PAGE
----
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#113770 - 12/20/04 11:22 AM Re: swords
schanne Offline
breaks things

Registered: 02/18/04
Posts: 4370
Loc: Woodbury NJ
You can't get a "good quality sword" for $120

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#113771 - 12/20/04 01:36 PM Re: Re: swords
laf7773 Offline
Professional Poster

Registered: 05/05/04
Posts: 4064
Loc: Limbo
Schanne is right. You’re not going to get a "good quality" sword for that price. You can get a Paul Chen for about $200-250 but i wouldn't exactly call them quality.

If you only looking for an iaito you can get one from Tozando.com starting at about $200 for the standard iaito, the price goes up from there. Bugei.com has iaito starting at about $400. If you’re looking for a "live" blade you’re looking at an extra zero before the decimal at the least.

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#113772 - 12/22/04 12:29 AM Re: Re: swords
Anonymous
Unregistered


Logan, if you want a real sword, just look around the forums, we've listed our favorites enough. However, you cannot get a sword of any quality for that price. Here's why

Materials:
"Choosing a cheap steel for a hand made custom sword is just ridiculous. Get the very best steel. Most of the cost will be labor anyways." -Master Daniel Watson

A 3'x2"x1/4" bar of S7 steel costs $52.18. Sure, you can save money by buying in bulk, but not that much.

Plus, good quality wood for the hilt and sheath will cost you $20-40 (several times that for exotic stuff), you can't just go to Home Depot if you want it to not crack.

Brass or other metal for the fittings and pommel: $25 at the very least for a cast metal pommel and guard. Add in fuel for the fire and you are looking at easily $100 just for decent materials.

Now labor. A good swordsmith costs money, a lot of money. Even if all he does is operate a milling machine which cuts the steel and he then assembles, tempers and polishes the blade and hilt, this isn't something that you can just hire someone off the street. A traditional Japanese apprenticeship takes 4 years, and Angelsword's Daniel Watson has a 12 year program (yes, you read that right). A forged blade can take days, and even machined swords take several man-hours of skilled labor to temper and assemble.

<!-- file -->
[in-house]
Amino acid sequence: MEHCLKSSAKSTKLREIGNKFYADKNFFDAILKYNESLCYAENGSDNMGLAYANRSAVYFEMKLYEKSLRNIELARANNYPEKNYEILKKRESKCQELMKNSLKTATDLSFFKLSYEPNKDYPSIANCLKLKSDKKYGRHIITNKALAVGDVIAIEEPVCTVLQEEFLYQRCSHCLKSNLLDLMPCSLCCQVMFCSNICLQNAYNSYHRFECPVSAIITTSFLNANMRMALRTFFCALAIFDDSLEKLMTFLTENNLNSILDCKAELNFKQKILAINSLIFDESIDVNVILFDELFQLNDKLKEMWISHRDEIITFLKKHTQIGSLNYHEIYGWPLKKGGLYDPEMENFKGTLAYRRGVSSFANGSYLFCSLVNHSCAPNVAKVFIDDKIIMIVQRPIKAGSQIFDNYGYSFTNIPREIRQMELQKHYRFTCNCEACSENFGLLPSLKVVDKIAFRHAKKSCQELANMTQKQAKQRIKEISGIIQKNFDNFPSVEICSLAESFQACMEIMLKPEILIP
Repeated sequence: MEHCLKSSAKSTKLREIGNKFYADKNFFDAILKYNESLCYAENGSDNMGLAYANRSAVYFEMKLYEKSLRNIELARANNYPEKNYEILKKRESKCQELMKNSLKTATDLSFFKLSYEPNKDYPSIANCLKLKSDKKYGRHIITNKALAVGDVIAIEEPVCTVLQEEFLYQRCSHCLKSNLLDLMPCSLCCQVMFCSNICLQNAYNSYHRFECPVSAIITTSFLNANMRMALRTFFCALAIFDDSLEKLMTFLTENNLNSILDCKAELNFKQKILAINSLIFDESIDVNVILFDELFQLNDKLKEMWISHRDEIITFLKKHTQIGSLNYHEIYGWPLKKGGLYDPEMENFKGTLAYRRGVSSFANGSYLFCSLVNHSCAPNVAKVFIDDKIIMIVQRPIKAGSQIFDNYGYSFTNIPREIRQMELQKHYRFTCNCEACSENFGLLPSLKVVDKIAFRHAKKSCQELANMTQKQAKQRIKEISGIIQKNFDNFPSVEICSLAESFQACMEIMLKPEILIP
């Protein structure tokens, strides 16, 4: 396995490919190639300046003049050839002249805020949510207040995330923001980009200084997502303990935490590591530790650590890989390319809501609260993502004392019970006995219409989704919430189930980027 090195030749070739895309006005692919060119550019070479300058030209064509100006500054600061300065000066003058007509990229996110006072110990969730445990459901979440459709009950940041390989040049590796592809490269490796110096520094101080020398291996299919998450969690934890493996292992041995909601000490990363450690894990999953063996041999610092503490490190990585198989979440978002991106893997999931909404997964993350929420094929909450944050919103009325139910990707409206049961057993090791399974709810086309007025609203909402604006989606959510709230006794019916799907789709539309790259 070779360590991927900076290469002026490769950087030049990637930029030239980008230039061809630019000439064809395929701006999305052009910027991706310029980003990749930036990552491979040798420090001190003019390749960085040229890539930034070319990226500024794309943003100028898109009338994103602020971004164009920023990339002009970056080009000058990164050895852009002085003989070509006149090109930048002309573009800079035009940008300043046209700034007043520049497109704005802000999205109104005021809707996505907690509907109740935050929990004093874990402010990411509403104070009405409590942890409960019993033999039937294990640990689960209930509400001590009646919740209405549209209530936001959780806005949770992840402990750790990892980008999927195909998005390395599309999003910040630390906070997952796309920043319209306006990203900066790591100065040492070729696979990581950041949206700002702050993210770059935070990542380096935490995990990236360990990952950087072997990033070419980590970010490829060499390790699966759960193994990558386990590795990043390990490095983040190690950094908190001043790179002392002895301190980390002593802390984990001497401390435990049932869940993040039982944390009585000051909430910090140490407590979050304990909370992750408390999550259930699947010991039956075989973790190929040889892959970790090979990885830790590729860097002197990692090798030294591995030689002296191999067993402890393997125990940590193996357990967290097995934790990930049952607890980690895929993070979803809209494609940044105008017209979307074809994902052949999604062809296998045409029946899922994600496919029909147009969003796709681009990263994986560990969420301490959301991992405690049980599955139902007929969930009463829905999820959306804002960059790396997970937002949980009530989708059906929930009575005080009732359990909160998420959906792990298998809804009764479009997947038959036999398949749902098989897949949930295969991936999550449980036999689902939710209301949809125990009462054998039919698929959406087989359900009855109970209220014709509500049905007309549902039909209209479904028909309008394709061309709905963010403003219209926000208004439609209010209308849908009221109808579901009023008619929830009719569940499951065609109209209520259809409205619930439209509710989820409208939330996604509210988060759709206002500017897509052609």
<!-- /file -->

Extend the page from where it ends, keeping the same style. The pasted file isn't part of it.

Equipment - Hammers and anvils? No. Machine shops, mills, polishing machines, tempering furnaces, even cryogenic processing units. All of these are necessary for rapid production of blades, and none are cheap.

Profit- A blade will return a profit to the seller, otherwise it would not be sold in the first place.

Good materials can easily cost your entire budget, and good labor alone will be several times that. Yet, anyone who sells you a sword is making money at their prices. That means they use cheap materials and cheap labor, meaning any product that you buy at that even twice that price is junk.

[This message has been edited by Benjamin1986 (edited 12-22-2004).]

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#113773 - 12/24/04 06:41 AM Re: Re: swords
Anonymous
Unregistered


I'm sorry to say, but a real sword will likely cost you several thousand dollars and more if you don't belong to a large federation with close ties to their production.

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#113774 - 01/02/05 05:11 AM Re: Re: swords
Anonymous
Unregistered


the hanwei swords arn't so bad they have a good quality for there price

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#113775 - 01/19/05 07:07 PM Re: Re: swords
Anonymous
Unregistered


your words make me sad.

$1000x for real swords. for good swords. My Celtic Bastard Sword was 200 some-odd dollars, and it feels sturdy and is heavy enough to convince me that it could be used for a real situation.
but thousands of dollars for a real sword.... holy crap. Where can you find one?

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#113776 - 01/19/05 08:56 PM Re: Re: swords
Anonymous
Unregistered